Frank Lloyd Wright is arguably the most famous American architect of the last 100 years. During the course of his career, he designed over a thousand structures—more than half of which were actually built. In addition to his career as an architect, he spent time decorating the interiors of his homes with custom-made furniture, too.
His work spanned the United States from coast to coast. From personal houses to houses of worship, offices to museums, and myriad other buildings used for various purposes, Frank Lloyd Wright was as prolific a creator as any. His work is highly regarded today by fans of modernist design and architecture.
Ohio, while it has several, isn't considered a treasure trove of Wright buildings. We visited Springfield, OH last summer to see the Westcott House (1908), but that's an hour north of Cincinnati. In terms of his work in our own city, the selection drops to single digits. In other words, Wright works are very special in the Queen City.
There is one in Clifton, though. The Boulter House, built in the mid-1950s, was designed in the twilight years of Wright's career.
THE BOULTER HOUSE
Cedric G. Boulter and Patricia Neils Boulter needed a house. Her parents had a connection to the famous architect, so she wrote him a letter asking him to design them a home. He agreed to it.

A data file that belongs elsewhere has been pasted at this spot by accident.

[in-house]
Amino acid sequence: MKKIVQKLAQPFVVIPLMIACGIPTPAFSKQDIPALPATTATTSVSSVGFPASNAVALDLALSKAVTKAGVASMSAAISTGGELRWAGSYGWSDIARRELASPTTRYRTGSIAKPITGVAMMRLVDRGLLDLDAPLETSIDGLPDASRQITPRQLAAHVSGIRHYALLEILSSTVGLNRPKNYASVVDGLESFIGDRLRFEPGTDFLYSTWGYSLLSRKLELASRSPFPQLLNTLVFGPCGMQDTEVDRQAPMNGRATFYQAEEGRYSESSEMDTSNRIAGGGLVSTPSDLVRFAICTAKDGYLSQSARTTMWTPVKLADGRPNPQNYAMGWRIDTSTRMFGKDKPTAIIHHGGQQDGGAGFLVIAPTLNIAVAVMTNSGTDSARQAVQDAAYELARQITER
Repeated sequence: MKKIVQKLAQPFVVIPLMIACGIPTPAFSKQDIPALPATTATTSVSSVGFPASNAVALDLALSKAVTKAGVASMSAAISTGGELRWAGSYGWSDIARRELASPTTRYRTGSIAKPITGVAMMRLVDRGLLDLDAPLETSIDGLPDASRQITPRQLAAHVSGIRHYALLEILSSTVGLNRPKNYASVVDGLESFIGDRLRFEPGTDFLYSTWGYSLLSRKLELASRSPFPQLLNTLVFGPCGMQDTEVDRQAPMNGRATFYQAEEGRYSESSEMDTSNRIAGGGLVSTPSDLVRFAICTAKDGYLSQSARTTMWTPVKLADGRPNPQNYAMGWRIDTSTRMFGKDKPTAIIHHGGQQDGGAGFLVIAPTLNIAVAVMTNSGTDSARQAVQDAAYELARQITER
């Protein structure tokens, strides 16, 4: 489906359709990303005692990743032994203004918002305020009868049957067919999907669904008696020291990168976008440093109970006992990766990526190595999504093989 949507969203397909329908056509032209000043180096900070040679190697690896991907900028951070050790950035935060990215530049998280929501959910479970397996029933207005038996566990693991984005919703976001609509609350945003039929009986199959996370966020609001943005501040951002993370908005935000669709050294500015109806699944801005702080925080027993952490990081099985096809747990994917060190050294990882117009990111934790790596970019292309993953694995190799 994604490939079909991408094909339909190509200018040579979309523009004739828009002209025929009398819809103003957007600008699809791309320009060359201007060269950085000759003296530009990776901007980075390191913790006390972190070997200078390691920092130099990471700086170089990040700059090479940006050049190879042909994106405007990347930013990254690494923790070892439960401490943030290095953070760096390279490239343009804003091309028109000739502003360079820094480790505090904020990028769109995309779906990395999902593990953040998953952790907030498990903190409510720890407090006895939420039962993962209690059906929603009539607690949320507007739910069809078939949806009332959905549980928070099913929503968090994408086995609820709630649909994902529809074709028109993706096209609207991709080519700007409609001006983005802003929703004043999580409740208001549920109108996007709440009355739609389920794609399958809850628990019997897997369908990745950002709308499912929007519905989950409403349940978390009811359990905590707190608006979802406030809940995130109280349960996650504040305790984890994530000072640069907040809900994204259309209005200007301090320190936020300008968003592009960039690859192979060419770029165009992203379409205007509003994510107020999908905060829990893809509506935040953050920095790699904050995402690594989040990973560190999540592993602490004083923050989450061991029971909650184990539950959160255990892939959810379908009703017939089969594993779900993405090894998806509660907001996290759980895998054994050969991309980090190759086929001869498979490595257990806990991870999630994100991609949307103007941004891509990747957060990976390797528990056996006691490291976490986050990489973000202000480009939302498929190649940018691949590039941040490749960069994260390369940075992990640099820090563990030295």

While Wright was located in another state, one of his apprentices, Benjamin Dombar, was local and acted as the supervising architect to tweak Wright's design—which was originally devised for a coniferous forest in California and adapted to the lot in Clifton.
As he was known to do, Wright put his personal touch on the custom-designed furniture and lighting for the house, too. The 2-story home faces south so the large windows can let in plenty of natural light, igniting the warm colors embedded in the Douglas fir timbers propped up by concrete blocks. This is key to the house's original design, which hasn't been changed in the +60 years since it was built. So significant is the work, it's listed on the National Register of Historic Places.
Janet Groeber and Chuck Lohre take the home seriously. After purchasing it in 2003, they spent the intervening 15 years restoring sections to its original design while simultaneously updating the kitchen, bathrooms, landscaping, and adding insulation to make it more comfortable. Their attention to detail and respect for Wright's mid-1950s vision doesn't go unnoticed; Janet and Chuck are appreciated by fellow Wright enthusiasts for their care of the Boulter House during their time owning it. They're only the third owners since it was built.
Janet and Chuck, as much as they love the 2,450-square-foot historic Boulter House, are moving. The house is listed for $695,000. View the listing here.
See the Boulter House in the gallery above.